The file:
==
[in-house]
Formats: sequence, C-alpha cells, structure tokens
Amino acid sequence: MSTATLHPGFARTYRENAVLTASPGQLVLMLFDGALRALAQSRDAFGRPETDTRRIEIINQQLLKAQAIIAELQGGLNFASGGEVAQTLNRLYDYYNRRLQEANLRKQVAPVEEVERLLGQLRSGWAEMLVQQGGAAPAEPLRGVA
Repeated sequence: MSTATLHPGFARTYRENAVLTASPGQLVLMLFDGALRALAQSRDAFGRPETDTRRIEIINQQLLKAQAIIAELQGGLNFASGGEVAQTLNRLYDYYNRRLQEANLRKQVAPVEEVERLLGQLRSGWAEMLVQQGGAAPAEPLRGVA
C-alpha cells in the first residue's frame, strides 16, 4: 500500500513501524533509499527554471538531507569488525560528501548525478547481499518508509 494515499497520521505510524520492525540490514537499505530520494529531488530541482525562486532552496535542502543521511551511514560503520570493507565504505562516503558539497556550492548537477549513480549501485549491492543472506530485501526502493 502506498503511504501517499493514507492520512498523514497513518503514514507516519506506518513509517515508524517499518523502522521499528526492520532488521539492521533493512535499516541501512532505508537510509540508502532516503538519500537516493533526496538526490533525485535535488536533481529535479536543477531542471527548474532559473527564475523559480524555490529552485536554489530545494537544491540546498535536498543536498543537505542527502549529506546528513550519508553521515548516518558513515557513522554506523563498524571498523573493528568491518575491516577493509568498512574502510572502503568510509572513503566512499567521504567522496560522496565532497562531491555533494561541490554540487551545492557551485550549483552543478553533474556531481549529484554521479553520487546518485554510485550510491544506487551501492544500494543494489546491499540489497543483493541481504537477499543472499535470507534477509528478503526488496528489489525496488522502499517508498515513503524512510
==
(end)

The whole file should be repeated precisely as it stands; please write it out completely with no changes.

[in-house]
Formats: sequence, C-alpha cells, structure tokens
Amino acid sequence: MSTATLHPGFARTYRENAVLTASPGQLVLMLFDGALRALAQSRDAFGRPETDTRRIEIINQQLLKAQAIIAELQGGLNFASGGEVAQTLNRLYDYYNRRLQEANLRKQVAPVEEVERLLGQLRSGWAEMLVQQGGAAPAEPLRGVA
Repeated sequence: MSTATLHPGFARTYRENAVLTASPGQLVLMLFDGALRALAQSRDAFGRPETDTRRIEIINQQLLKAQAIIAELQGGLNFASGGEVAQTLNRLYDYYNRRLQEANLRKQVAPVEEVERLLGQLRSGWAEMLVQQGGAAPAEPLRGVA
C-alpha cells in the first residue's frame, strides 16, 4: 500500500513501524533509499527554471538531507569488525560528501548525478547481499518508509 494515499497520521505510524520492525540490514537499505530520494529531488530541482525562486532552496535542502543521511551511514560503520570493507565504505562516503558539497556550492548537477549513480549501485549491492543472506530485501526502493 502506498503511504501517499493514507492520512498523514497513518503514514507516519506506518513509517515508524517499518523502522521499528526492520532488521539492521533493512535499516541501512532505508537510509540508502532516503538519500537516493533526496538526490533525485535535488536533481529535479536543477531542471527548474532559473527564475523559480524555490529552485536554489530545494537544491540546498535536498543536498543537505542527502549529506546528513550519508553521515548516518558513515557513522554506523563498524571498523573493528568491518575491516577493509568498512574502510572502503568510509572513503566512499567521504567522496560522496565532497562531491555533494561541490554540487551545492557551485550549483552543478553533474556531481549529484554521479553520487546518485554510485550510491544506487551501492544500494543494489546491499540489497543483493541481504537477499543472499535470507534477509528478503526488496528489489525496488522502499517508498515513503524512510